The trend of British museums’ audience is escalating throughout the year. The fastest growing audience is shown in the National Gallery with its constant growth. However, Tate succeeded to obtain almost 8 million total visitors in 2015 which was the highest among other museums. It is assumed that this happened because Tate has four separate museums which are Tate Gallery (London), Tate Modern (London), Tate Liverpool, and Tate St. Ives (Tate, n.d.). Approximately 47% of the total visitors comprises of overseas visitors and 7% of the total visitor is under 16 (DCMS, 2016a).

Museum Visitors Between 2010-2015
(Source: Adapted from DCMS, 2016a)

The biggest challenge for the museums is to erase the stigma that art world is dominated by white middle-class male and address the cultural diversity issue (Jancovich, 2011). It leads ACE (2004, p.7) to better understand the profile of the audience demographic. Its New Audiences Program classified the priority of the audiences in its research findings which consists of ‘general audiences, disability, diversity, inclusion, rural, young people, families, and older people’. With wider audience segmentation, it is hoped that the exposure for art museums will be greater.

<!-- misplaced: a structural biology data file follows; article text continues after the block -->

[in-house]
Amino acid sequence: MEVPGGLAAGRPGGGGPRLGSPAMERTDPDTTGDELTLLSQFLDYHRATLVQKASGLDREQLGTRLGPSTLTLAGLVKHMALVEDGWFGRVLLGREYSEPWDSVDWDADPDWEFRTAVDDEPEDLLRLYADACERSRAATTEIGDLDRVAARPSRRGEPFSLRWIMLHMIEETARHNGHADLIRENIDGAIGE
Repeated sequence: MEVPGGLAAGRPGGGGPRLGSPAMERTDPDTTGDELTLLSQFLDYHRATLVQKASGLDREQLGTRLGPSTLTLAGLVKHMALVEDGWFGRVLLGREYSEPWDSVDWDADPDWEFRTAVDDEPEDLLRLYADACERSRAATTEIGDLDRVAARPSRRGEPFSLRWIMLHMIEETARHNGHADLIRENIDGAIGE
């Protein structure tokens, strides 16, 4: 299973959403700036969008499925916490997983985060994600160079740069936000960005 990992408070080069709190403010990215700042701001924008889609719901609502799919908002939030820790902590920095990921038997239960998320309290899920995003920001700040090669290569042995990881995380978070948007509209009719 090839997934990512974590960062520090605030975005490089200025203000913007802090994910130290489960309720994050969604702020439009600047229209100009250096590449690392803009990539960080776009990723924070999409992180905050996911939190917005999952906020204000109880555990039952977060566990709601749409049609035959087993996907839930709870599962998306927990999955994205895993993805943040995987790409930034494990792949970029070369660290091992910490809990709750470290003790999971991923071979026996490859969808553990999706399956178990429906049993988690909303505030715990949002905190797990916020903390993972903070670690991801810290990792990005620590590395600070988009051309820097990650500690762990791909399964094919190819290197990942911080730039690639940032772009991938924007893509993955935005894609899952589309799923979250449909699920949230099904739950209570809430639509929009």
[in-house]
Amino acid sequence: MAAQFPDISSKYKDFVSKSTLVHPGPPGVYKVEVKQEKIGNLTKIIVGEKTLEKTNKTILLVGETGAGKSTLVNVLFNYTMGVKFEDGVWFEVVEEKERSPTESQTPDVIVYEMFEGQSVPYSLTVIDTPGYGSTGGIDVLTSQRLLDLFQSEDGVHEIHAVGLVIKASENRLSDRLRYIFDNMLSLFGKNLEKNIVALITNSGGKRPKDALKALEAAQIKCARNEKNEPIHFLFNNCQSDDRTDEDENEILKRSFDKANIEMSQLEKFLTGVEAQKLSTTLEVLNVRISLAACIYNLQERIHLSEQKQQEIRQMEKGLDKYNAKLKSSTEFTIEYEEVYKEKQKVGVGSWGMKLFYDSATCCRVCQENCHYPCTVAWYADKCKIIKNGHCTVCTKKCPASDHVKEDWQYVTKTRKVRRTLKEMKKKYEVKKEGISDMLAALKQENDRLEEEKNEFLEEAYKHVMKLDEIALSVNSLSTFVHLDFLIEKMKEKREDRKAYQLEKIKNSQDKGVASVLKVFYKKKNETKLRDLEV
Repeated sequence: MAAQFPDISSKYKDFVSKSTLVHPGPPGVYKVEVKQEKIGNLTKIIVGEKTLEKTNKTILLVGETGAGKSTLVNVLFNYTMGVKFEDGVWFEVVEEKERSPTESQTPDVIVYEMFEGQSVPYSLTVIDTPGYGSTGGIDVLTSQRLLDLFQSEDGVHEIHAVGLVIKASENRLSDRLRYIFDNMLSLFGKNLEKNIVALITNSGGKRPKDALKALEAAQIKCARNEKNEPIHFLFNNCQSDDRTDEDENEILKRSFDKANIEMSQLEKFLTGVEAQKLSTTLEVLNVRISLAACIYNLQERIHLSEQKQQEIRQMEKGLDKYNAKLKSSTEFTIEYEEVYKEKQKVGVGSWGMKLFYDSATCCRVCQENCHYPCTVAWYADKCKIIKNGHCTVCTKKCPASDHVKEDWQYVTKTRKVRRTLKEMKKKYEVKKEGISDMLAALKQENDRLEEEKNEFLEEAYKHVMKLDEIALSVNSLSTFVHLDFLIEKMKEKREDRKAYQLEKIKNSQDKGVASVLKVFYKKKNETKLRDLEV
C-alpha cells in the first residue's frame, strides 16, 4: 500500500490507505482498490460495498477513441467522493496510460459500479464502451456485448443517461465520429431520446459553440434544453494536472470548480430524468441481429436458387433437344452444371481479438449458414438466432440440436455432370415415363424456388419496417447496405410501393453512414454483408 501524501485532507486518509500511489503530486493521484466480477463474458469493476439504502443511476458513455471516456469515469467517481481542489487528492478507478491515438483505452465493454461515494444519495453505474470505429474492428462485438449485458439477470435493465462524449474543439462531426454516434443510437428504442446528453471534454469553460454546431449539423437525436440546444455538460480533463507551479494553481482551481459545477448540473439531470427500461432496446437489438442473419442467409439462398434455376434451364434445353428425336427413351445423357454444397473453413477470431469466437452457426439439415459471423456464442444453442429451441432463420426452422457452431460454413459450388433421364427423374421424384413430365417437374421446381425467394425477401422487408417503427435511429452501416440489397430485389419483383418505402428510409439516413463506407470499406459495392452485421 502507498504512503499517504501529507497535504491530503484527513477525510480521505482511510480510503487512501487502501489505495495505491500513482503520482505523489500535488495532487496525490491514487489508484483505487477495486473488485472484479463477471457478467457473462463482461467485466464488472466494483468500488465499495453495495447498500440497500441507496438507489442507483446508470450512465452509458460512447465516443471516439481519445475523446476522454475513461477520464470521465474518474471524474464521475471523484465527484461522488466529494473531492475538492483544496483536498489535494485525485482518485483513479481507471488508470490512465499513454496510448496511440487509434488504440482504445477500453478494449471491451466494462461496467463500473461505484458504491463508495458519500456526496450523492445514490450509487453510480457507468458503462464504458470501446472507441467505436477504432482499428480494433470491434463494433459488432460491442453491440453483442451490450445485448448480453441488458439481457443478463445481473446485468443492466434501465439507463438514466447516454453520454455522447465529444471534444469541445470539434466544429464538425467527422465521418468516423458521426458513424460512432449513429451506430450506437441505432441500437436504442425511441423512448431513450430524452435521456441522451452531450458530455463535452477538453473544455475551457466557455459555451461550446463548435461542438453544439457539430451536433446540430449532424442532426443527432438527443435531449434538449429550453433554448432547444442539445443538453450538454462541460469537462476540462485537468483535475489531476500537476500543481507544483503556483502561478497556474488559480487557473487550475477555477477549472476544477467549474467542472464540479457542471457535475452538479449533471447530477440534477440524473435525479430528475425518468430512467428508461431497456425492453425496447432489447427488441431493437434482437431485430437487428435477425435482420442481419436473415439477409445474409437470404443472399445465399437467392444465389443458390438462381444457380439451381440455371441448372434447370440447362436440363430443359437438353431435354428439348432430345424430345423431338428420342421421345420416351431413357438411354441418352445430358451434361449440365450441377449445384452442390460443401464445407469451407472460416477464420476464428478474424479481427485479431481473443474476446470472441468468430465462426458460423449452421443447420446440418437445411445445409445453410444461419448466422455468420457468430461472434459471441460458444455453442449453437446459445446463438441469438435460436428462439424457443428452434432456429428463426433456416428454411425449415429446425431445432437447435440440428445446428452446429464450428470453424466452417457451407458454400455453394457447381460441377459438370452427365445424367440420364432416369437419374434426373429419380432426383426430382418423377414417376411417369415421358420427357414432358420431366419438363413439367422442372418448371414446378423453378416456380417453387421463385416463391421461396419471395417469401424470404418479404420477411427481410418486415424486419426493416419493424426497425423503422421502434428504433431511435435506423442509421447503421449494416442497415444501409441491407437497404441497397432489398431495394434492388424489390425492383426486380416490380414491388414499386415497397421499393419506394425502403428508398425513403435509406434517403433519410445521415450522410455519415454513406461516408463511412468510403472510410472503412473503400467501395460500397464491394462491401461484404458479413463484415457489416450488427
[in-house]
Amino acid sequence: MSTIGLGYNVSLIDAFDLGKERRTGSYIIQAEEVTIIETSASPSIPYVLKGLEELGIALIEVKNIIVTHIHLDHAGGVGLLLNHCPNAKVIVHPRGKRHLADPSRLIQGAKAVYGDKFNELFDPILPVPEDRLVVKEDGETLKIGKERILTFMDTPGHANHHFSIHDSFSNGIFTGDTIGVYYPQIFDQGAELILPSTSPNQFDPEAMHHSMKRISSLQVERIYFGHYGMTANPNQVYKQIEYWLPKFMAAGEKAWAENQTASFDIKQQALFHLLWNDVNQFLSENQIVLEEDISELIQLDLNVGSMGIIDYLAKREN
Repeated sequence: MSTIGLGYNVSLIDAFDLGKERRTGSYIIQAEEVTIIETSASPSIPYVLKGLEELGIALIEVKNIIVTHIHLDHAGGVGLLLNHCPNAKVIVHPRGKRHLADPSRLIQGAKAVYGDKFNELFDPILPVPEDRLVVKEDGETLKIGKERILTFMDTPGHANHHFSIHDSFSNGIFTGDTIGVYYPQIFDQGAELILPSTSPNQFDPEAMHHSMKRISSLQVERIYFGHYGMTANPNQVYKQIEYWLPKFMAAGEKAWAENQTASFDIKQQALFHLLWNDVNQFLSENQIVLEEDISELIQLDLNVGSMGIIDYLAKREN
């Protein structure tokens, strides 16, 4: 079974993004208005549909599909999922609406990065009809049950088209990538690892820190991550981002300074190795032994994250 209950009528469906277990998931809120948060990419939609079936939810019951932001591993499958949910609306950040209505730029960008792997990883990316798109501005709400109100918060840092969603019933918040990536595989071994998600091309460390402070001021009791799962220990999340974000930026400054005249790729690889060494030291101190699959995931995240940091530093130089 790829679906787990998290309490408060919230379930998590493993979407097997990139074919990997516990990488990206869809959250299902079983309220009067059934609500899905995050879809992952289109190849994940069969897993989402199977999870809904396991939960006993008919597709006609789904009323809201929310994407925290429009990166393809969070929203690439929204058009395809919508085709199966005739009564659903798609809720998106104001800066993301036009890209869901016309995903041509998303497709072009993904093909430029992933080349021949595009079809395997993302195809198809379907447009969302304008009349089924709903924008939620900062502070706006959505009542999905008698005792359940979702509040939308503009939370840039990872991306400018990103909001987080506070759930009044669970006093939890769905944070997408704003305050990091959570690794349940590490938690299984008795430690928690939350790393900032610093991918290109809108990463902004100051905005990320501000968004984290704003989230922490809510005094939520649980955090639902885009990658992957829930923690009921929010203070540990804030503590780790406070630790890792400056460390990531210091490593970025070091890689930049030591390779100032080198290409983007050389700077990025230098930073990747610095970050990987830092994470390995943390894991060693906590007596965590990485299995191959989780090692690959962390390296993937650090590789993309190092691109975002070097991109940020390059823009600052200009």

Before formulating the strategy, McCarthy and Jinnett (2001) stressed the importance to understand the factors that influence people to go to the museum and elaborate it in the RAND model. Besides personal background, which often understood as the most important decision factor, individual perception and their closest communities’ attitudes towards art also have roles in the decision-making process. It means that art museums can change perceptual and practical notion of people from different backgrounds. At the same time, people’s past experiences will determine their perception towards future participation in a cyclical pattern.

Audience Participation Model
(Source: McCarthy and Jinnett, 2001, p.24)

Starting from 2002, all government-funded museums must provide free access to their permanent collections, but they are allowed to sell admission tickets for temporary exhibitions and special events (Madison, 2004). Considering this fact, technically there should not be any financial barrier for people to go to the museums, but on the other hand, many art museums still struggle to alter the stigma that art is exclusive and hard to understand without appropriate knowledge. That is why museums must accommodate the representation of people’s diversity so that everyone will have the same access to participate in cultural appreciation and production (Sandell, 2000).